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Self-Propelled Sweet Corn Sleigh
My daughter and son-in-law raise about 14 acres of sweet corn each year which they pick by hand and sell at a roadside stand. My home-built, self-propelled sweet corn "sleigh" makes the job easier.
The 3-wheeled rig straddles two 40-in. rows and can hold up to 8 sacks of corn. The sacks sit on a steel tray that runs down the center of the machine. The driver fills the sacks as he goes along and lifts them onto the tray. Once the sacks are full he drives to the end of the row, releases nails that hold the sacks up, and removes the sacks.
The rig is powered by an 8 hp gas engine and is driven by a single front wheel off an old motorcycle. The engine belt-drives a hydraulic pump that chain-drives the wheel. The rear wheels are off an old Deere grain drill. All controls are at the back where the picker can stand on the tray as he drives. A hand-operated winch with cable is used to steer the wheel. Separate control levers are used to adjust speed and to shift from forward to reverse. The machine's frame is made from 4-in. sq. steel tubing which also serves as a hydraulic reservoir for the pump. The 8-ft. high rig will clear 10-ft. high corn stalks with no problem.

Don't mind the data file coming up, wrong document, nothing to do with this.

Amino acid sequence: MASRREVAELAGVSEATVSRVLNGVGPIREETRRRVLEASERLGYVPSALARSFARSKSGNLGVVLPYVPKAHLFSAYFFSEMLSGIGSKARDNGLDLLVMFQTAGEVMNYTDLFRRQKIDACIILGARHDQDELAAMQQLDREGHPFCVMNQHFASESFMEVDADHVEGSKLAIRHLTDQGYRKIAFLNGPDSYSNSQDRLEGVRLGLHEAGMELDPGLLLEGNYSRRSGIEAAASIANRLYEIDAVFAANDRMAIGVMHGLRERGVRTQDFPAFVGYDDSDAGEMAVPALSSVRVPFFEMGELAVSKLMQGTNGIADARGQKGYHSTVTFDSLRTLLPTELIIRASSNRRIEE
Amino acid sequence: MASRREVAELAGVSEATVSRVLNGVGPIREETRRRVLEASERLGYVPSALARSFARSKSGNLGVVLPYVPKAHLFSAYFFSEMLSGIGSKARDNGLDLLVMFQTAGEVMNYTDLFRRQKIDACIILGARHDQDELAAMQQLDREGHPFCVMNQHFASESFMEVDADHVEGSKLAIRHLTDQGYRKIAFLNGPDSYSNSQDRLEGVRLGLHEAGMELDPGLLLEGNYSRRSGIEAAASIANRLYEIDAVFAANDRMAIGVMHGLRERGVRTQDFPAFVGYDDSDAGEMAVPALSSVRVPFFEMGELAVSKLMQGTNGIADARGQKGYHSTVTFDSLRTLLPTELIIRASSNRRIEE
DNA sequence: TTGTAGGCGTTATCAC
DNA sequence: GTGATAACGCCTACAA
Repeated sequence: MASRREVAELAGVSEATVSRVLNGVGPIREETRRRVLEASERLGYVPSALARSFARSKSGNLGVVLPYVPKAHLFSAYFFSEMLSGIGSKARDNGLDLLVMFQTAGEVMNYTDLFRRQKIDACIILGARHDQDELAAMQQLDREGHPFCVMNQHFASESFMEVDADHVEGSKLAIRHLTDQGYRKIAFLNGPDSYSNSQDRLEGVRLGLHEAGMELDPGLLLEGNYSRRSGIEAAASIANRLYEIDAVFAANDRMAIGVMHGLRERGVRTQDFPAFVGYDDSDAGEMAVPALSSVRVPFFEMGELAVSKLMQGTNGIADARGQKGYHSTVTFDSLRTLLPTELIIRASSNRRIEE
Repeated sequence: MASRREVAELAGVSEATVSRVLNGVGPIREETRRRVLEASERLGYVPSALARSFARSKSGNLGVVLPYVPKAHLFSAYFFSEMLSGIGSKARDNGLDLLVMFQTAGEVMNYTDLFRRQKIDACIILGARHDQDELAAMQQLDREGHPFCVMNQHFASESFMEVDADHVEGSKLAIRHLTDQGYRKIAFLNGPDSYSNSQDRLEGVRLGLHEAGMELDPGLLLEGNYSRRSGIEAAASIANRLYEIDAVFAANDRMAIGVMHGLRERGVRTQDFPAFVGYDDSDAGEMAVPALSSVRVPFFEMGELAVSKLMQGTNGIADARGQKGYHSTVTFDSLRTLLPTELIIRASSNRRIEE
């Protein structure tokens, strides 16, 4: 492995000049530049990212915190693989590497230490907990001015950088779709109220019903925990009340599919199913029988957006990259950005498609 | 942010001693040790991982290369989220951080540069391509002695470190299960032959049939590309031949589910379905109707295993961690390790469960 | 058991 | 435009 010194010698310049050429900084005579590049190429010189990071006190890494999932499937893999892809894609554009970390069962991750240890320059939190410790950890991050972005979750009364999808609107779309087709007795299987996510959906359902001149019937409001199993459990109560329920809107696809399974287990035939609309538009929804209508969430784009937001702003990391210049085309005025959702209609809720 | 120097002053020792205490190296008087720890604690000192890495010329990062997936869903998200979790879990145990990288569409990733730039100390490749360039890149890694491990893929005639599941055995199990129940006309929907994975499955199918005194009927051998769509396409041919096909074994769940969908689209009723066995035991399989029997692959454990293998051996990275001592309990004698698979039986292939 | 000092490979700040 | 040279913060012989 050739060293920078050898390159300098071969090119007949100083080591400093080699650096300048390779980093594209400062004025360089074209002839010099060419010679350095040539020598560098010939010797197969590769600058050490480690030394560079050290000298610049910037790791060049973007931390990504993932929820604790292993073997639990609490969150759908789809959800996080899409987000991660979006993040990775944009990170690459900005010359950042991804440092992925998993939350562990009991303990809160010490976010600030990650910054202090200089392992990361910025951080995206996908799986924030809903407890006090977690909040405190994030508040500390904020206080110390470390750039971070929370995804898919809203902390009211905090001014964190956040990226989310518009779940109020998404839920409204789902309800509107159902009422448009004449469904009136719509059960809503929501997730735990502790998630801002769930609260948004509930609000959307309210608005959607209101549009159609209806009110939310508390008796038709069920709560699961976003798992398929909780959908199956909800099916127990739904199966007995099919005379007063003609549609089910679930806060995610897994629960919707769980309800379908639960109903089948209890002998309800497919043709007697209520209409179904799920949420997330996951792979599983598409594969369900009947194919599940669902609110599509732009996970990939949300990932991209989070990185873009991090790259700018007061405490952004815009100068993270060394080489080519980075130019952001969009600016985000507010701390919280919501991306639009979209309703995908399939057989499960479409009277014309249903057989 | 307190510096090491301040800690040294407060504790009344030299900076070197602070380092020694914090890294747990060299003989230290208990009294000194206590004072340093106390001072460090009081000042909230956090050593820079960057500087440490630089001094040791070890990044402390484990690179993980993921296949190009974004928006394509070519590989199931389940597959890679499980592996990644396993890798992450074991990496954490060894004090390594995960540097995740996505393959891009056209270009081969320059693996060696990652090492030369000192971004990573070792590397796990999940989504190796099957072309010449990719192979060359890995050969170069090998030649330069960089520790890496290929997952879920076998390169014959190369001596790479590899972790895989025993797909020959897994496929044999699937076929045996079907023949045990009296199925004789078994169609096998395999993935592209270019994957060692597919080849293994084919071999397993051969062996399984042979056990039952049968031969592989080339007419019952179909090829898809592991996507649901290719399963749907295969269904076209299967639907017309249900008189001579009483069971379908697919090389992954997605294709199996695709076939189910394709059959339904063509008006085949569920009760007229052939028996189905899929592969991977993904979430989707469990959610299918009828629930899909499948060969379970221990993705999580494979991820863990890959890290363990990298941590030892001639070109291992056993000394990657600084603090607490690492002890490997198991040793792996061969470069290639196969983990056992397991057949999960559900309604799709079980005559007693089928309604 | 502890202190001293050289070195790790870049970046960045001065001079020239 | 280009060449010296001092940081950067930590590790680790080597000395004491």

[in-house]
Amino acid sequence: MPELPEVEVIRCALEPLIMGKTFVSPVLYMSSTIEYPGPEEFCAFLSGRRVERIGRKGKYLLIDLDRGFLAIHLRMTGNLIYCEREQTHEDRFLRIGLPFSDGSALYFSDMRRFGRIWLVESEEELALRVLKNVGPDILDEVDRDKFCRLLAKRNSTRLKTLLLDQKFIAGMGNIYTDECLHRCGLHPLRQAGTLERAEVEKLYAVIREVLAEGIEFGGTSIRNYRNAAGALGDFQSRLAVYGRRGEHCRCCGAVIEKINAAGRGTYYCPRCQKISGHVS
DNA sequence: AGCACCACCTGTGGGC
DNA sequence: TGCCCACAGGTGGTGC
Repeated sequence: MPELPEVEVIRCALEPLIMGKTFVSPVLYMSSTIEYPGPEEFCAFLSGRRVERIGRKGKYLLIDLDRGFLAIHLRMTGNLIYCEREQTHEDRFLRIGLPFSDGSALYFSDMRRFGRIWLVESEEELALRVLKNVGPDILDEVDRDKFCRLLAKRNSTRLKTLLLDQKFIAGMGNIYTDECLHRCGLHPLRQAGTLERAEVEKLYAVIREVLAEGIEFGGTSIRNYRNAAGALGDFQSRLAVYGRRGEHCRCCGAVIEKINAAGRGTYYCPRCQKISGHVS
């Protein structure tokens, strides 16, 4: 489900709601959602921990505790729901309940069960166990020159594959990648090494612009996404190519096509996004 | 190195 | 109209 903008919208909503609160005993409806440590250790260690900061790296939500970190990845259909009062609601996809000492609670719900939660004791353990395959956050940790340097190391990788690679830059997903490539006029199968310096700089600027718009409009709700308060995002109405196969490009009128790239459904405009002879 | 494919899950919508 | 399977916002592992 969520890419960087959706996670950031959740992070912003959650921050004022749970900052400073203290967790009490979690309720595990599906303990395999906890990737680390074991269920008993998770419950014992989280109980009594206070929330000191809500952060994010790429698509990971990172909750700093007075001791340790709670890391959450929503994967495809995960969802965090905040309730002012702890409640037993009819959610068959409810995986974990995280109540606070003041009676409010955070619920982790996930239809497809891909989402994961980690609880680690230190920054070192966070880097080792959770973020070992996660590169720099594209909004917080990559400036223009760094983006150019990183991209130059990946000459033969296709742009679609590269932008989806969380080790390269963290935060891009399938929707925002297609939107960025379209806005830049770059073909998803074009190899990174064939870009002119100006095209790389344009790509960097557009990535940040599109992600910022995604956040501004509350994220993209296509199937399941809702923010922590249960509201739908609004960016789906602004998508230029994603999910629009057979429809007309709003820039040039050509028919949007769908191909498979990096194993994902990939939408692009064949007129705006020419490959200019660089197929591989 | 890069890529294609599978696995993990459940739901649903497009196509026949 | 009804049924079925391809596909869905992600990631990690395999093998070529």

To sell the corn we built a 14 by 8-ft. hip roof barn with a window on each side, allowing us to direct vehicles to either window. One person can service both windows and the customer never has to get out of his car. (R.E. Mitchel, 7725 Chiliwack River Rd., RR 1, Chiliwack, B.C., Canada V2R 4L8 ph 604 795-7556).

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1997 - Volume #21, Issue #6